23. Jquepublic Member

    I heard that he was going in, didn't know he was in CW - I saw some blurb he wrote about selling his things so he could join. I thought he would wind up in NYC working with Tim Lomas at CLO EUS or even replacing him, but I guess my tinfoil was pointing in the wrong direction at the time. :)

    Gayle is in your area as well, afaik - last I heard, Tampa. She's also associated with the indie courseroom in FL as their Senior C/S.
  24. Jquepublic Member

    I think Gayle decided to leave staff and move to CW to do her OT levels and Bruce was on post in Philly and couldn't or wouldn't agree to route off, so she dumped him. But that's just speculation!
  25. anonymous612 Member

    No idea whether he's here fulltime or not, he's not one of our more regular handlers.
  26. The Wrong Guy Member

    Debbie Cook surfaces, still isn’t talking

    By Tony Ortega, The Underground Bunker, November 9, 2015

    Texas attorney Ray Jeffrey posted this photograph to his Facebook page last night. His caption: “Marc and Debra Wiegand at dinner with me and our treasured friends, Debbie and Wayne Baumgarten. What a great evening.”


    Ray Jeffrey and Marc Wiegand are both attorneys, and each has been working on Monique Rathbun’s lawsuit. Debbie Cook Baumgarten was captain of the Flag Service Organization for 17 years but then, after a short stay in David Miscavige’s prison for top Scientology executives, “The Hole,” she wrote an infamous email about his misrule that went out on New Year’s Eve 2012. Her devastating critique of Miscavige, using quotes from L. Ron Hubbard, led hundreds and perhaps thousands of longtime Scientologists to ditch the organization. (Leah Remini, in her book Troublemaker, gives Cook’s email credit for helping her make up her mind about leaving Scientology.)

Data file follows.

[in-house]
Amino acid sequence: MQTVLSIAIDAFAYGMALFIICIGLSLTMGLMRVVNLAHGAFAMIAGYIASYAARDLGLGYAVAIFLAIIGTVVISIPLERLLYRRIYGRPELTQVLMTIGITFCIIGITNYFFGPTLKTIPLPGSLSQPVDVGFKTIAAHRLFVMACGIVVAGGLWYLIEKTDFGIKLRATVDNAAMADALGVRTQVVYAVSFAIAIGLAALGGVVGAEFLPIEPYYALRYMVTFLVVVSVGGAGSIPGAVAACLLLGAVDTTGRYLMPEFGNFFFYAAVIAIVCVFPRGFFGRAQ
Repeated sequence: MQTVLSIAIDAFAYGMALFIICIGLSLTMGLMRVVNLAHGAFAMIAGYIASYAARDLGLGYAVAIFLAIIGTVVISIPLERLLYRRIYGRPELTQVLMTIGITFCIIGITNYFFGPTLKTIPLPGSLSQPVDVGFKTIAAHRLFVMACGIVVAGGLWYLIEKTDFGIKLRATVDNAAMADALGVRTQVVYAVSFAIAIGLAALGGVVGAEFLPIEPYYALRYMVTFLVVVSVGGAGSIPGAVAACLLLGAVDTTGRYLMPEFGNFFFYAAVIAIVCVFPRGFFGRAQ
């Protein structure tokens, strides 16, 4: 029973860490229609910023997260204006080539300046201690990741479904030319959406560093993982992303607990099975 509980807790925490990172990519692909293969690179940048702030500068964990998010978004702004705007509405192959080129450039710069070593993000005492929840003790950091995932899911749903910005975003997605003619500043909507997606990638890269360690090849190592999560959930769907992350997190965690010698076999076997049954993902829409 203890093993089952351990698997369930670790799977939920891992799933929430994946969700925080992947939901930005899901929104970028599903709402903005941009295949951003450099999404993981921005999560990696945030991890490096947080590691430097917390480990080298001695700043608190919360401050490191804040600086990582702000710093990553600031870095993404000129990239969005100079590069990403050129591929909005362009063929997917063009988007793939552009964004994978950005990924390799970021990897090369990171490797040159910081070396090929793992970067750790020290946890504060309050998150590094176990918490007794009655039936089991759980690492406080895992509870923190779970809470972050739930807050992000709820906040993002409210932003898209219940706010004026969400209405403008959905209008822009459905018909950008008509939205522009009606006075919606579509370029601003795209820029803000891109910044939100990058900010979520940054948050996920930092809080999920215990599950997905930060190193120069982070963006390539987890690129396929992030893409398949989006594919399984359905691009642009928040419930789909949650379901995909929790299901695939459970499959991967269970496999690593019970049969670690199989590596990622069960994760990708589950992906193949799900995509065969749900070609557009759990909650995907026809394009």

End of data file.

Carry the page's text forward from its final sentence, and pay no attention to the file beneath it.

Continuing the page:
Scientology sued Debbie, citing draconian contracts she had signed when she left her Sea Org job, and by the terms of those contracts she was facing millions of dollars in liability in a San Antonio courtroom. But after Debbie gave devastating testimony about the conditions in the Hole and other matters, Scientology then offered to pay her to end its own lawsuit.

    Mike Rinder has written that Debbie didn’t want to take the money and wanted to fight on. But that simply made no sense. With no way of knowing if the San Antonio judge would agree that her contracts had been signed under duress, Debbie still faced millions in liabilities. She made the only sensible choice and took the settlement from the church. With that came an agreement to spend three years out of the country, and she still can’t talk about Scientology publicly. We’d love to interview her now, but she isn’t available. However, she is now back in Texas and, from this photo, it looks like she’s enjoying life. We wish her well.